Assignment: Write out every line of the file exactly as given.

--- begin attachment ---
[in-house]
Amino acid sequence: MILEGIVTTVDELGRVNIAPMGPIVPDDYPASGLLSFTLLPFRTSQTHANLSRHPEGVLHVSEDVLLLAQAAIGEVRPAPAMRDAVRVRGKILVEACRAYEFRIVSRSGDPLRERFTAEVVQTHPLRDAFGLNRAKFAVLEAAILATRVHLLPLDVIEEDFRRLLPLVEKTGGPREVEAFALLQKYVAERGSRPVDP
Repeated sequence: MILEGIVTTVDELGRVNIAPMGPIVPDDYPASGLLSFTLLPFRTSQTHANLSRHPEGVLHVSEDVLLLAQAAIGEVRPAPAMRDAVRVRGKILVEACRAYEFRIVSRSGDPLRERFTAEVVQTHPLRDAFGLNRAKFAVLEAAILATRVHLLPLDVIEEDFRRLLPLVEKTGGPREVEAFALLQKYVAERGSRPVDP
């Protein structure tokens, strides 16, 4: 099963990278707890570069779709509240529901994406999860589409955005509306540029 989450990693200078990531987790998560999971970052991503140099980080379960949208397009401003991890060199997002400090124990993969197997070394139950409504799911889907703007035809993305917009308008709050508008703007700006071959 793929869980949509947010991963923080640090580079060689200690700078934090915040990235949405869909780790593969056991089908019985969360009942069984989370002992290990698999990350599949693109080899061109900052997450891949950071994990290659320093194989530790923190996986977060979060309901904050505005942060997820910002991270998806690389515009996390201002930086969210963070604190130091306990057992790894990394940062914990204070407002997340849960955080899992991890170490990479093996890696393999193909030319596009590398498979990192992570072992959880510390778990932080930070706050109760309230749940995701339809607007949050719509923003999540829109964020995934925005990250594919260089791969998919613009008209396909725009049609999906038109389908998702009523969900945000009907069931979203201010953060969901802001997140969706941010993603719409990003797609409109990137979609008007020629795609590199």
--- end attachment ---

[in-house]
Amino acid sequence: MILEGIVTTVDELGRVNIAPMGPIVPDDYPASGLLSFTLLPFRTSQTHANLSRHPEGVLHVSEDVLLLAQAAIGEVRPAPAMRDAVRVRGKILVEACRAYEFRIVSRSGDPLRERFTAEVVQTHPLRDAFGLNRAKFAVLEAAILATRVHLLPLDVIEEDFRRLLPLVEKTGGPREVEAFALLQKYVAERGSRPVDP
Repeated sequence: MILEGIVTTVDELGRVNIAPMGPIVPDDYPASGLLSFTLLPFRTSQTHANLSRHPEGVLHVSEDVLLLAQAAIGEVRPAPAMRDAVRVRGKILVEACRAYEFRIVSRSGDPLRERFTAEVVQTHPLRDAFGLNRAKFAVLEAAILATRVHLLPLDVIEEDFRRLLPLVEKTGGPREVEAFALLQKYVAERGSRPVDP
């Protein structure tokens, strides 16, 4: 099963990278707890570069779709509240529901994406999860589409955005509306540029 989450990693200078990531987790998560999971970052991503140099980080379960949208397009401003991890060199997002400090124990993969197997070394139950409504799911889907703007035809993305917009308008709050508008703007700006071959 793929869980949509947010991963923080640090580079060689200690700078934090915040990235949405869909780790593969056991089908019985969360009942069984989370002992290990698999990350599949693109080899061109900052997450891949950071994990290659320093194989530790923190996986977060979060309901904050505005942060997820910002991270998806690389515009996390201002930086969210963070604190130091306990057992790894990394940062914990204070407002997340849960955080899992991890170490990479093996890696393999193909030319596009590398498979990192992570072992959880510390778990932080930070706050109760309230749940995701339809607007949050719509923003999540829109964020995934925005990250594919260089791969998919613009008209396909725009049609999906038109389908998702009523969900945000009907069931979203201010953060969901802001997140969706941010993603719409990003797609409109990137979609008007020629795609590199």